We “cheat” with sex as well. Not content to channel and control our passions, not willing to spend the time and emotional energy to achieve true intimacy, we instead fool ourselves into thinking that the act is the end in itself, rather than simply a part of a particular type of relationship. We insist that we can separate the act from its natural purpose, desiring all of the pleasure of the flesh without first doing the work that will make that pleasure last. And what of the quest for money and power? Are these not also mistaking byproducts for ends? We need money to live, of course, and a certain amount of power to influence our environment. But these things are byproducts of goal oriented behavior. We cheat when we seek to have these things right now – by gambling rather than working, by lying or cutting corners rather than doing it right, by engaging in criminal behavior instead of thinking of the good of the other.
The point of the question is that God should have been “more fair” to us by making the temptations less. But he couldn’t; at least, he could not if he truly intended to create free will beings. We are not animals that respond to instinct. And we are not computers, processing data without feeling. We are a most marvelous creation – we can think and plan and imagine, and we were built for relationship – first with others and ultimately with our creator. God does not want “pets” that respond simply to training or instinct. And so there is a process of development within us. We were meant to move from self-centered infants to grown-ups capable of sharing love with others. It is only through this process – probably best expressed in the selflessness and giving required for marriage and child-raising to work – that God begins to move us away from ourselves and into community with others, to shift us from inward looking to outward looking. In so doing, he prepares us for eventual union with him. But he does not compel it; the choice remains ours.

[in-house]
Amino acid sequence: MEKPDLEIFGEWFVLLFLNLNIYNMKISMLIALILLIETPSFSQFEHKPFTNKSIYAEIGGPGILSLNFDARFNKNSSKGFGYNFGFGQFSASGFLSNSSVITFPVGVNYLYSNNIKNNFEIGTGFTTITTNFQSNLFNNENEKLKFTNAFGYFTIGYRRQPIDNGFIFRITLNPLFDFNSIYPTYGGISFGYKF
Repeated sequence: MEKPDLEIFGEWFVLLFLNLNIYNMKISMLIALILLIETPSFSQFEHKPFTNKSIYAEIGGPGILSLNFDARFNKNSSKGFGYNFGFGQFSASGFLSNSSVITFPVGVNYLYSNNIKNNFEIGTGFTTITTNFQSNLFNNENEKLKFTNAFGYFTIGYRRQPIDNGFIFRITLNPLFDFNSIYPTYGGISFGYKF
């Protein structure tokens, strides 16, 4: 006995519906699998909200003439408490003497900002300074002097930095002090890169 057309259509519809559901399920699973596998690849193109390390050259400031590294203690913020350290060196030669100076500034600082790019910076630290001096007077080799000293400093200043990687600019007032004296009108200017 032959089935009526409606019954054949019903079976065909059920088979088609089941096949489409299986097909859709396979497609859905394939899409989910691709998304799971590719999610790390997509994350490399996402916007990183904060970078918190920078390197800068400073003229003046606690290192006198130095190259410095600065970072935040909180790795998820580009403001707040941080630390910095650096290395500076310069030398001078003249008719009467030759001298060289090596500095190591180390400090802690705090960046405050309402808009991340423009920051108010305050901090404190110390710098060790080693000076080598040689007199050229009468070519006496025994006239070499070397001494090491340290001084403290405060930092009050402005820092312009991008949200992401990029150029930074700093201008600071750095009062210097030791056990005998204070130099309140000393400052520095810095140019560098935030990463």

If we want this end, we must do it God’s way. As a perfect being, and as the creator of life, it stands to reason that he would have a better way, and the power and right to insist that we follow it. Temptation will always be with us. It is the flip side of the coin of free will. The good news is that we need not go it alone. In the end, Jesus does all the work; we need only assent to the gift.
The Apostle Paul admonished us to not be conformed to this world, but to be transformed by the renewal of our minds, that by testing we can discern what is the will of God and what is good and acceptable and perfect. Romans 12. The first step remains with us. We can undergo the transformation required to put the things of God first, or we can continue to cheat, cheating ourselves most of all in the end.
We can blame God for making us susceptible to temptation, or we can realize that he is preparing us for many good things and expects us to choose wisely.
It is up to us which direction we go.
Posted by Al Serrato